And yet, they live. And they are smart and funny despite it all. I even got a poem extolling my virtues and comparing  me to a beautiful turquoise Bluebonnet. Beat that, bi-yatch!

Book Snub

I reserve extra snobbery for books. They take up a good portion of my evening, and I was a literature major; so I feel especially empowered to be judgmental. As if I needed license.

I’m in 2 book clubs and try to fit in my own selection too, so that’s a minimum of 3 books a month, 66% of which are not my choice. I pick them up anyway and read them. Sometimes I am pleasantly surprised. Other times, not. But love it or hate it, as long as it qualifies as something worth having a conversation over, I’m good.

Then there are those that pass as “books.” It’s really more like People magazine without pictures. Here’s a hint it’s not a real book…it’s trending on Yahoo searches, one or more characters is undead, or people are reading it on mass transit. If the masses are are interested, it probably doesn’t pass the snoot test. That’s the definition of snoot, people.

I am really fine if you want to read them on your own time and try to hunt for a plot or make extrapolations about how the author really meant to develop the character. I’m especially fine if you want to practice your editing skills by adding proper punctuation or correcting spelling mistakes. But please don’t attribute book-like qualities to it and purport to have a serious discussion about the deeper meaning. Just read it for fun and admit that it’s a time-killer between now and the sweet hereafter for you.

I recently read one that was banned from a Florida library for mature content. Oh, the outrage! I’m generally not for censorship, but I might have to make an exception in this case. I’m down with all kinds of questionable content. One of my favorite books of all time is Lolita. So it’s clearly not that. 

I would ban the “book” in question on the grounds that’s it abominably written, gratuitous, and insufferably tedious. On the other hand, banning the book from the library would only put $9.99 more in the hands of the “author” for each prospective “reader” and cost more trees their lives. Also, a good banning is usually an indicator of a really good book, and certainly part of any successful marketing plan. So, I’d hate to accord this one the air of any artistic merits or cultural insurgency on which to be banned. Sigh. Freedom wins by a hair. By all means, go forth and wallow in it.

Brag Tags

I consider the bumper sticker to be the ultimate in passive-aggressive behavior. It’s a way to argue with someone who can’t possibly refute your point. I get so irritated with assertions that I voted for the wrong candidate or am in some way interested in your firearm. I guess I am only interested if I cut you off in traffic. But, being a purveyor of strong opinions, even if they are stupid ones, I have to respect the intent.

What I can’t abide are the status stickers. I think it all started with the “Baby On Board” signs. You procreated, congratulations. I was going to t-bone you before, but now that I know precious cargo is in contained within, well, never mind.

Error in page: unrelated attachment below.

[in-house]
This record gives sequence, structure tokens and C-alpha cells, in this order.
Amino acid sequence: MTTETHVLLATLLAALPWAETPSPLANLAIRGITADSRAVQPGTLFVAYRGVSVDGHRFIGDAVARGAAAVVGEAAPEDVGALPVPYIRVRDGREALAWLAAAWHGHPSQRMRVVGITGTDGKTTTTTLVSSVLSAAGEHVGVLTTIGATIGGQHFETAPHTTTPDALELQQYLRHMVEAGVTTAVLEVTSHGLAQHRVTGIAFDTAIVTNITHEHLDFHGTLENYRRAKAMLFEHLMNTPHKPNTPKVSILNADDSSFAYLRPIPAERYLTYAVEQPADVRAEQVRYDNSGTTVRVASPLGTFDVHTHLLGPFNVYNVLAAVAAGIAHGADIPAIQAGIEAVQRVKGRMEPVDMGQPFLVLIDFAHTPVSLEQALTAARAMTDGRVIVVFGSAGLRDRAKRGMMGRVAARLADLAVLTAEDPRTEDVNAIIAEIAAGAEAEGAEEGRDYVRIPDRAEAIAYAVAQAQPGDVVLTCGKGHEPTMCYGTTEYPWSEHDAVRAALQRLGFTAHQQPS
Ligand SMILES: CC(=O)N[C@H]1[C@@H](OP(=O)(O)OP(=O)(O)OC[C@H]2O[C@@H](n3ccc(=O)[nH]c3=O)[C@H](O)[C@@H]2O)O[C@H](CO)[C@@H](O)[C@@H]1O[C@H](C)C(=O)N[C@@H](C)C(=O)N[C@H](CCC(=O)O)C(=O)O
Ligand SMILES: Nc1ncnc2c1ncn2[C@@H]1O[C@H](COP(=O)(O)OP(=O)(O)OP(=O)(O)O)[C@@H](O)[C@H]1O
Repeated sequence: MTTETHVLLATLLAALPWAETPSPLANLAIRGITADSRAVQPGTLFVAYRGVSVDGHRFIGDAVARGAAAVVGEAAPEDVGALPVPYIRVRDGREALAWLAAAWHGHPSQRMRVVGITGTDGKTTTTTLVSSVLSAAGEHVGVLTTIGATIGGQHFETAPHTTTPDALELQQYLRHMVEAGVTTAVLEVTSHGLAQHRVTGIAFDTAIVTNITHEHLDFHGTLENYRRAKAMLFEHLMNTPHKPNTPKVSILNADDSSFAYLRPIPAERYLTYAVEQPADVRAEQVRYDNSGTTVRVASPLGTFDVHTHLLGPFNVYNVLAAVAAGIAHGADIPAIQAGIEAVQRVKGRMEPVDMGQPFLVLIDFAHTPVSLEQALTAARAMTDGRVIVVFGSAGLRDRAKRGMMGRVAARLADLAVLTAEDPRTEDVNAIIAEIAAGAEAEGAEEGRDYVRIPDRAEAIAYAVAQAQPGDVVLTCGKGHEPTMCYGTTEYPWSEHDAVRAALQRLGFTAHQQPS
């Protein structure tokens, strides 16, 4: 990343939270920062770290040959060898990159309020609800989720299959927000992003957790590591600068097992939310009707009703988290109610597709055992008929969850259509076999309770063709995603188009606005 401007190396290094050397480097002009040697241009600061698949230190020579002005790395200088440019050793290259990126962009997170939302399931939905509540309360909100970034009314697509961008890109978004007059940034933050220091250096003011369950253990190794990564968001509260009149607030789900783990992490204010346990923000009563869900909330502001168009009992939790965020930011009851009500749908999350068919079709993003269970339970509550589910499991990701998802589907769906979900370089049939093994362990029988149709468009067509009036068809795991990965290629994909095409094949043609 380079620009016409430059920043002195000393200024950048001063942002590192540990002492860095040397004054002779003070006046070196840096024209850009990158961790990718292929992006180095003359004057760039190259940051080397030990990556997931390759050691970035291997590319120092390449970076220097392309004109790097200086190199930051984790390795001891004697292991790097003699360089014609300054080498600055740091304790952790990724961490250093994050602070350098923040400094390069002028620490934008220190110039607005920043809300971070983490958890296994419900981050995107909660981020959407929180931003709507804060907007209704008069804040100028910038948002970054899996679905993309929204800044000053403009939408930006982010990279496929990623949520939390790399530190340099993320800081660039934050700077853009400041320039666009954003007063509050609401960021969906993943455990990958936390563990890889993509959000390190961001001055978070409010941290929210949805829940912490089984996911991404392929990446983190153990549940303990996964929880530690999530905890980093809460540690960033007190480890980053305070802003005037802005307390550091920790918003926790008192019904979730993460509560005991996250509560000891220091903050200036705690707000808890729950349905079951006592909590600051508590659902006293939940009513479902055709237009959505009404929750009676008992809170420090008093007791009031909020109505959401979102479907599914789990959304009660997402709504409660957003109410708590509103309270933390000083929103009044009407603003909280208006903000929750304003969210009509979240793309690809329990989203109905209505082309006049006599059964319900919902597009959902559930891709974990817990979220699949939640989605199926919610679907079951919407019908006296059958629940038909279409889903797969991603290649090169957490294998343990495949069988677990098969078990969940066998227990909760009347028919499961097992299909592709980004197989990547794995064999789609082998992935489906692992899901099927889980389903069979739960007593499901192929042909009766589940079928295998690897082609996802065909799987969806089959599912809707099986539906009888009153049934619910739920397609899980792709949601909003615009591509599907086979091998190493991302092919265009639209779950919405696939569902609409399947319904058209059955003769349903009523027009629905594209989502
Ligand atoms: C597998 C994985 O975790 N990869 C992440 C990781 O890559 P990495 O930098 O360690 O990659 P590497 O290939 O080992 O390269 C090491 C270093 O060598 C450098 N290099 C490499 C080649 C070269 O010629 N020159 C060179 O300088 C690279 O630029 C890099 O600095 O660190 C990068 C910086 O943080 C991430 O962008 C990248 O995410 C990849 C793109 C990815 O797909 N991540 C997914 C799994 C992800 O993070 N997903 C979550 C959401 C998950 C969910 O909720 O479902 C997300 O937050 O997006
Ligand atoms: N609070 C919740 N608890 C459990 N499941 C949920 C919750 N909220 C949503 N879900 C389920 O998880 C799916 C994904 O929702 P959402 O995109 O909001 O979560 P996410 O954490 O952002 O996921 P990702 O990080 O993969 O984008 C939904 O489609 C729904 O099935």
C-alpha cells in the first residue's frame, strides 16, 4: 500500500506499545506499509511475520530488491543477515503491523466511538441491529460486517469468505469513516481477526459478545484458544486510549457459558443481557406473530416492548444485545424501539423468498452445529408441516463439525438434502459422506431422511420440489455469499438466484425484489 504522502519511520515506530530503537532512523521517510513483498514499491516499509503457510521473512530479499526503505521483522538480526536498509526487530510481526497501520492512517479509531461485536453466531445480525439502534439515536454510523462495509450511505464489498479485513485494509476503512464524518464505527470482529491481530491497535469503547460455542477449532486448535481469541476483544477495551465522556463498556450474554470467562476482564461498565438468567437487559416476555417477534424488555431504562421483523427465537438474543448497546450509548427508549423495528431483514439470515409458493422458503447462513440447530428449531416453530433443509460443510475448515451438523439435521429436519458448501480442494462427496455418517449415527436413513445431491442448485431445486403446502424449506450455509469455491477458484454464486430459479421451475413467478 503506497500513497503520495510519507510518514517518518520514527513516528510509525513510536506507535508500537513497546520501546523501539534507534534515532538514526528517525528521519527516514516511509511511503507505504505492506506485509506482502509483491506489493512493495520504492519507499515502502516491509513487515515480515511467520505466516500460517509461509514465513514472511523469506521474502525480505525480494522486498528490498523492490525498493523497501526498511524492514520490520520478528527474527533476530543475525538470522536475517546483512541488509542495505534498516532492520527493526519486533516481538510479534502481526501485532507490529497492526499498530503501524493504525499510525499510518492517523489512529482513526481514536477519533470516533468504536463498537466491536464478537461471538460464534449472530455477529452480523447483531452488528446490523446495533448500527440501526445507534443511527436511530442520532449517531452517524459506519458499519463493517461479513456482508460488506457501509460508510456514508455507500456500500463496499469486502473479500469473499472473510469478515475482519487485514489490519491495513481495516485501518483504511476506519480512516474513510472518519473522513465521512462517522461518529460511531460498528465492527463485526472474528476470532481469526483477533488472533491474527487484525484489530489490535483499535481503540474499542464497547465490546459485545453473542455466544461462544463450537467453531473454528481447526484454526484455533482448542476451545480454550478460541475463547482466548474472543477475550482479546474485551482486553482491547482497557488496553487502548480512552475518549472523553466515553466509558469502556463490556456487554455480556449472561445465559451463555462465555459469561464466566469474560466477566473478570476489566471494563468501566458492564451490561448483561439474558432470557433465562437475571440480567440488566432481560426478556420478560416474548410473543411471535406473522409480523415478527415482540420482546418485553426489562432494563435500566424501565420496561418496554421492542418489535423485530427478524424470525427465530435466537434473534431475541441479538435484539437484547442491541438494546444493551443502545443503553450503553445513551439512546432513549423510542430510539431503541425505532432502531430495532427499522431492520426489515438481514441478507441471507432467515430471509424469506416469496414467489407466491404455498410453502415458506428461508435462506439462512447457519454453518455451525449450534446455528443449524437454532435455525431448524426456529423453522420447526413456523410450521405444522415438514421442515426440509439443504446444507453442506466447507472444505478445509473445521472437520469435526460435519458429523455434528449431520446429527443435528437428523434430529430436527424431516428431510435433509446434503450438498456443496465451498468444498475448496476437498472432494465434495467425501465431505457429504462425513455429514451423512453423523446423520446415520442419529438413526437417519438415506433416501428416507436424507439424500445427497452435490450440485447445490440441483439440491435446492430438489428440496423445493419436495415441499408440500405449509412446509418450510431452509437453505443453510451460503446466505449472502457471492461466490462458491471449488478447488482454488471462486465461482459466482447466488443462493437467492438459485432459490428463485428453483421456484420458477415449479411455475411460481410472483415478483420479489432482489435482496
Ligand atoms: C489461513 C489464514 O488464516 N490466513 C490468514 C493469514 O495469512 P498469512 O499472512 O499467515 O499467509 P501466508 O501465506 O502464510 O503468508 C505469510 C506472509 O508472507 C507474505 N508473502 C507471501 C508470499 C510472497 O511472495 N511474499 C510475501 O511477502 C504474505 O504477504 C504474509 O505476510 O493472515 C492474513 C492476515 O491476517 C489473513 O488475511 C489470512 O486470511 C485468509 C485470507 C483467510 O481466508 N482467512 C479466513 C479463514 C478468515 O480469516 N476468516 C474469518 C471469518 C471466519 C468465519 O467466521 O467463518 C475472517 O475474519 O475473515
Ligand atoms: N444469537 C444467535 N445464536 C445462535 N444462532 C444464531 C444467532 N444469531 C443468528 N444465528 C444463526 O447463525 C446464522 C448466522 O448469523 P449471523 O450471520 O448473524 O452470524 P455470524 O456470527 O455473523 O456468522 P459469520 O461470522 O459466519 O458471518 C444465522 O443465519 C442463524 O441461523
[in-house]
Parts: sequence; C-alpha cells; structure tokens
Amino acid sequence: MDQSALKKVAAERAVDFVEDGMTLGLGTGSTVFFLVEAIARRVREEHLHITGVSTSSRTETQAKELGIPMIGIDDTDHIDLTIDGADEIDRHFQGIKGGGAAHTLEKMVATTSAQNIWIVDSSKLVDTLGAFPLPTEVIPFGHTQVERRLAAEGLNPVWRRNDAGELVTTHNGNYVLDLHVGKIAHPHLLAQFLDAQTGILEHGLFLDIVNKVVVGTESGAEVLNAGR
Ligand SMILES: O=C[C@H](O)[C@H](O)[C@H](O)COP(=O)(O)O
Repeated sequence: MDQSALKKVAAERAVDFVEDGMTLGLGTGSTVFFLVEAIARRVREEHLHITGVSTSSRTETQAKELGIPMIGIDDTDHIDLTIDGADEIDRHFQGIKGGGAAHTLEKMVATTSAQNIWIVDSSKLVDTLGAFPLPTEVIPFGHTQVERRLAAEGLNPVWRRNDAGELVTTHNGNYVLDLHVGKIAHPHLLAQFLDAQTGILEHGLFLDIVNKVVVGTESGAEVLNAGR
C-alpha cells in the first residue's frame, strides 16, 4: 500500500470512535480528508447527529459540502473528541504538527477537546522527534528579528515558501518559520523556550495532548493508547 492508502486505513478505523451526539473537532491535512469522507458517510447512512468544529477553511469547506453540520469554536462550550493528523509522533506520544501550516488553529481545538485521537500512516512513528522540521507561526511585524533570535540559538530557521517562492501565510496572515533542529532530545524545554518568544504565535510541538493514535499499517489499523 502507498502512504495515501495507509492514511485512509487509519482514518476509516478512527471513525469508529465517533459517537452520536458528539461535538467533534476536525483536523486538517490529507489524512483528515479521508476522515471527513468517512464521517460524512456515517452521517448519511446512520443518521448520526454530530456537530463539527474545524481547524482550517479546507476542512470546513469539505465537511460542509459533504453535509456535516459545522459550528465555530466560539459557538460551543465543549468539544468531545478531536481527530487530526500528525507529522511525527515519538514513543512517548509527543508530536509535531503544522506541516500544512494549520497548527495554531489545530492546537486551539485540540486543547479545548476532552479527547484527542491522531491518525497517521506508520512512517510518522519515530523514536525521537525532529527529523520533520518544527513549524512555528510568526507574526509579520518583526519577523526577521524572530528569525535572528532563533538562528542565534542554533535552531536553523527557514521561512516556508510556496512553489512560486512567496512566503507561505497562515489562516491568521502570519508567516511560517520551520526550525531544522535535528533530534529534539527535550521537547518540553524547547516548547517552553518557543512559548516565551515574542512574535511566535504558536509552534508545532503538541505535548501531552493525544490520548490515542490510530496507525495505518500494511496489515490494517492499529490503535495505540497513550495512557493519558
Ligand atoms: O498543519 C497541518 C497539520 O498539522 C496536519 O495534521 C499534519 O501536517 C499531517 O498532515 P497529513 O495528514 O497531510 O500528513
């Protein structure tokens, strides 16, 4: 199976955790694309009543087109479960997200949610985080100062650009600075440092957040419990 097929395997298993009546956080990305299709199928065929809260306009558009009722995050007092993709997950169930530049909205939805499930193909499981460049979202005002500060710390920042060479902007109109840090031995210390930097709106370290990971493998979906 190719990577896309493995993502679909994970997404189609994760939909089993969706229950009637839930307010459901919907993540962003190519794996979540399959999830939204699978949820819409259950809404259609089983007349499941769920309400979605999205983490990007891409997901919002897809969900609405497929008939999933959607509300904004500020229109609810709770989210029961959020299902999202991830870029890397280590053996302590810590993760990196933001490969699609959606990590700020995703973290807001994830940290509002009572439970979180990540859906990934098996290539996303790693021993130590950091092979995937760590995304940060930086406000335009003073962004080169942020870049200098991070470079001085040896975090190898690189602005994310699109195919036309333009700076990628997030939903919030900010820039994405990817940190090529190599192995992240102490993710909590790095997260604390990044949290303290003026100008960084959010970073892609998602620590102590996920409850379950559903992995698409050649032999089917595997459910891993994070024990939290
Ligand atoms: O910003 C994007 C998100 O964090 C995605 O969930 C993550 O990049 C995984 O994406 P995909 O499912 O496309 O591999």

From there it devolved to “My Child is an Honor Student…”blah blah. I never saw anyone peel one of those off when little Jimmy got sent to juvie. And now each car is like a moving Facebook post. I know where you vacation, what school you claim to have attended, how many kids you have and that they are super-into origami, and how many miles you ran once.

It’s getting out of hand. No one would deign to affix a sticker that said they did a 5k or went to Cleveland for spring break. If you aren’t iron-manning in shark-infested waters, don’t have 10 offspring stick figures, and don’t know the health benefits of the Uruguayan wonder-berry, you have not arrived. Even if you did, you still have arrived in a mini-van. (Incidentally I wonder if those family stickers aren’t really just a cheat sheet to make sure no one is left behind at Chuck E. Cheese.)  I haven’t yet, but fully expect to see stickers for SAT scores and number of kidney stones successfully passed.

What I really want to know is not how far you ran, but how many toenails fell off as a result; not what sports your kids play, but whose dream you crushed when you wouldn’t spring for clogging lessons. Or perhaps some helpful instruction, such as, “please disregard if this vehicle is stopped in the middle of the street and the driver is screaming at the occupants of the backseat that it is not ok to assault your brother with used orthodontic rubber bands.” Just sayin’.

Yellow Fever

There are many things in this world that we don’t need, but we want. There is one thing that no one wants and no one needs. Please make it stop. Its time has come and gone. There is a reason you have to deliver a new Yellow Pages to my door every other week, and that is the fact that it is out of date the moment you hit “print.” If only there were a way to access information conveniently from anywhere. Oh, wait, there is.

I don’t know of anyone who would trade in the smart phone for a day of hauling around the book (which is usually in a sodden mess on my porch anyway).

A few weeks ago I got a call from a survey group asking about my recent delivery of the phone book. I live for survey calls. I view them as an invitation to launch into an immoderate rant on the topic at hand. This particular one was asking about the delivery of my book, and its usefulness. I asked the representative to be more specific, as I had received several in the past month, all of which made their way directly to the recycle bin after they had dried sufficiently to lift. I asked her to stop sending them. She didn’t have a check box for that on her form, apparently.

I have also been known to get into debates with those “voter issue” calls, which are more about providing me with an opinion than finding out about mine. Have they met me? Opinions come loaded for bear. Caller beware.